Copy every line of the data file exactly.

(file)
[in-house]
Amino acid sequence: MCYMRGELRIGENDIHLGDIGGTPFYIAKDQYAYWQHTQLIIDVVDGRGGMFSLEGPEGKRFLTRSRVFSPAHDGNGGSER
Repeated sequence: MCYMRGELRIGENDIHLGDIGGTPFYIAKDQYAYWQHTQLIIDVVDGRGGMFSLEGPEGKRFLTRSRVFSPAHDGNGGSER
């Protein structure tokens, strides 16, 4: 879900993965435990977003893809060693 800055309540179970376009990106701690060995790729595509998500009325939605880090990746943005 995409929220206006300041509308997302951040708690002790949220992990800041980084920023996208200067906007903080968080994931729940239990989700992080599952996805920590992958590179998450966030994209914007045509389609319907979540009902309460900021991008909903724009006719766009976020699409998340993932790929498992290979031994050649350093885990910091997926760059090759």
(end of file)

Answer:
[in-house]
Amino acid sequence: MCYMRGELRIGENDIHLGDIGGTPFYIAKDQYAYWQHTQLIIDVVDGRGGMFSLEGPEGKRFLTRSRVFSPAHDGNGGSER
Repeated sequence: MCYMRGELRIGENDIHLGDIGGTPFYIAKDQYAYWQHTQLIIDVVDGRGGMFSLEGPEGKRFLTRSRVFSPAHDGNGGSER
């Protein structure tokens, strides 16, 4: 879900993965435990977003893809060693 800055309540179970376009990106701690060995790729595509998500009325939605880090990746943005 995409929220206006300041509308997302951040708690002790949220992990800041980084920023996208200067906007903080968080994931729940239990989700992080599952996805920590992958590179998450966030994209914007045509389609319907979540009902309460900021991008909903724009006719766009976020699409998340993932790929498992290979031994050649350093885990910091997926760059090759």